NHS Lothian needed a more effective way to enforce and audit their policies and properly respond to freedom of information requests regarding electronic patient records.

The challenge

It already had strong computer security and HR policies in place; the challenge, says Alistair McLeod, was to find a way to more effectively police them and ensure they were being followed.

NHS Lothian, one of 14 Health Boards in Scotland, provides services to a population of around 800,000. It runs four main teaching hospitals and 15 community hospitals, and employs nearly 28,000 staff.

As NHS Lothian moves forward with their eHealth strategy, they need to ensure electronic patient records are available to those who need to see them, yet reassure patients that their data is safe and secure. NHS Lothian is using FairWarning®’s privacy monitoring solution to supervise access to clinical systems and identify suspected breaches of their computer security and HR policies for further investigation. The issue NHS Lothian faced was they had a lot of audit data coming from their systems but did not have any good tools to analyze it. They were using these to carry out random spot checks targeting particular staff groups or departments to monitor information being accessed, and to respond reactively to freedom of information requests and complaints when a patient was concerned that someone had gained access to information they should not have through our systems.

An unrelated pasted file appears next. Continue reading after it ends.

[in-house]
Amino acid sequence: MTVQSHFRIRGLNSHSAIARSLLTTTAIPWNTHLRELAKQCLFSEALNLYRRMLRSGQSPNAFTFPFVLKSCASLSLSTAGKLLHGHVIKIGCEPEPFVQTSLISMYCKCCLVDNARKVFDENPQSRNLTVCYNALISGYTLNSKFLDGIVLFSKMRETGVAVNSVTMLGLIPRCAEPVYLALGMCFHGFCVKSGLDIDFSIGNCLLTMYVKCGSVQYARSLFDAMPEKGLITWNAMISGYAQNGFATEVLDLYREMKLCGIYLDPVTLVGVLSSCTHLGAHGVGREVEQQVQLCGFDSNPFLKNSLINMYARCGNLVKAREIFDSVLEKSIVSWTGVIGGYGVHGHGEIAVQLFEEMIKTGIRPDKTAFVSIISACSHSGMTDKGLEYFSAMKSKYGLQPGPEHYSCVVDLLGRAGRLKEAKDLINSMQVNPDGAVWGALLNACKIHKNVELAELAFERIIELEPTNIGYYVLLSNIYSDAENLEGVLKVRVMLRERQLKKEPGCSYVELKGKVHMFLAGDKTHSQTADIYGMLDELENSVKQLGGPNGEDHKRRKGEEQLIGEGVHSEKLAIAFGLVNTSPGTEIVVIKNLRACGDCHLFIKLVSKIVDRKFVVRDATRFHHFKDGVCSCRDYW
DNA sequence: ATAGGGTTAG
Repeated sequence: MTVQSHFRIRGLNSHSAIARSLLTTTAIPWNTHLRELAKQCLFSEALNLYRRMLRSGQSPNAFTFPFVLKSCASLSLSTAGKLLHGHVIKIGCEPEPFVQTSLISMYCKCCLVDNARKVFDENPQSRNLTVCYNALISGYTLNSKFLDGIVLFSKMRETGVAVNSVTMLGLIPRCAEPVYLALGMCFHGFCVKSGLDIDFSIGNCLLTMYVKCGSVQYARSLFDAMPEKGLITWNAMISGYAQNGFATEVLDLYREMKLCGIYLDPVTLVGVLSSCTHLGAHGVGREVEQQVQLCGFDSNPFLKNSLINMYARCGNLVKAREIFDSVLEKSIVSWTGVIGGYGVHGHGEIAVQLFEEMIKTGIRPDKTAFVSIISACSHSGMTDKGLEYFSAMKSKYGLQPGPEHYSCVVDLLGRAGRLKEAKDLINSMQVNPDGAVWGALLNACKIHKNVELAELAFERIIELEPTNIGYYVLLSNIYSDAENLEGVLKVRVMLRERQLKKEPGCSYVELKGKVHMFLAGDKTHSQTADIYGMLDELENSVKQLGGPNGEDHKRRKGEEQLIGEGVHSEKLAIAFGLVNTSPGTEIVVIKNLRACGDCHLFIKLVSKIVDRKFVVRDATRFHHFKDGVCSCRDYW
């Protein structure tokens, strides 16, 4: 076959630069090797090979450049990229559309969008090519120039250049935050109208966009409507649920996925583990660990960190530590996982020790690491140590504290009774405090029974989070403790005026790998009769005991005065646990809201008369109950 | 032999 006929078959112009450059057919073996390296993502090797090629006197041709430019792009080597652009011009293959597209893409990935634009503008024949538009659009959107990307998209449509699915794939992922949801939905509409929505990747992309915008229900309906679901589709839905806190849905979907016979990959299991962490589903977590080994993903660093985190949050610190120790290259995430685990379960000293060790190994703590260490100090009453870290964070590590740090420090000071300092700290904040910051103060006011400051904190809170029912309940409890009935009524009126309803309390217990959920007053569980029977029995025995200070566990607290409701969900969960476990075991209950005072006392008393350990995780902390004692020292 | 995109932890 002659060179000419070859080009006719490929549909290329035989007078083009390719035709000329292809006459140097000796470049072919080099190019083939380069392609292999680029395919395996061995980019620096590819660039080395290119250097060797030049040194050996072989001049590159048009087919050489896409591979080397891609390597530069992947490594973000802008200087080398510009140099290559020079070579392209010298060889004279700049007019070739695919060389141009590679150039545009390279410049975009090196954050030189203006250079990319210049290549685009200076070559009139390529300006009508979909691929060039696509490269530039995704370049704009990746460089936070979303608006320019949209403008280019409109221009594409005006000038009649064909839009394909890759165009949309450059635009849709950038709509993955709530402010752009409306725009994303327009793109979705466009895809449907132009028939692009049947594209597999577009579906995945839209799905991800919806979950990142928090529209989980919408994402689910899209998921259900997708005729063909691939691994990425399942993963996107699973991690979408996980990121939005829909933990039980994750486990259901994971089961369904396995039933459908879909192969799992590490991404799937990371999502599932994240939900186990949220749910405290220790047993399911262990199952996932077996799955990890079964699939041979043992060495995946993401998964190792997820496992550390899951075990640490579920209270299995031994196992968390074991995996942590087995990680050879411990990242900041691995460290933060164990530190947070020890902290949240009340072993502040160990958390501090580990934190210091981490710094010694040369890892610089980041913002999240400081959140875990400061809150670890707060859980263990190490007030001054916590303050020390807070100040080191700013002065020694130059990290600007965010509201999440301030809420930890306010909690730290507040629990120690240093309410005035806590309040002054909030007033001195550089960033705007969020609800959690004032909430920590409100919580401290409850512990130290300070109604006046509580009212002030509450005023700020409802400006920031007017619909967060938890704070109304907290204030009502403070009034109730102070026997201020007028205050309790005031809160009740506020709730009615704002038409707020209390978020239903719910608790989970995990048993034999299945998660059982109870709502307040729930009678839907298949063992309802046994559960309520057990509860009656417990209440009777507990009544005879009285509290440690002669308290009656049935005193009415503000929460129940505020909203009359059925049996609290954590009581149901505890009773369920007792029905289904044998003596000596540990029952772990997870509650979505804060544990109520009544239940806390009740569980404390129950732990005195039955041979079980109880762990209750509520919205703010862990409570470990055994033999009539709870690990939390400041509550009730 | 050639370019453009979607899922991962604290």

The biggest benefit is for our patients: we can reassure them that we are protecting their information by ensuring that only people who need to access their information are doing so correctly and appropriately. I’m certainly more comfortable myself as a patient, and as a parent, because as I know what the board is doing to look after my family’s information by deploying FairWarning.

We were able get the clinical systems delivering their audit data into FairWarning®, and write the reports we wanted all within a few weeks.”

Since introducing FairWarning®, NHS Lothian has seen the number of suspected privacy breaches fall, with the trend continuing on downwards over the long term. The Health Board is able to provide more comprehensive and thorough monitoring with considerably less effort, using a process that is repeatable and consistent.

The Results

  • Undertakes routine monitoring for a variety of breaches through a standard set of monthly reports
  • Number of suspected privacy breaches decreasing
  • Provide comprehensive and thorough monitoring with considerably less effort
  • Handle the growing workload without a corresponding increase in resources
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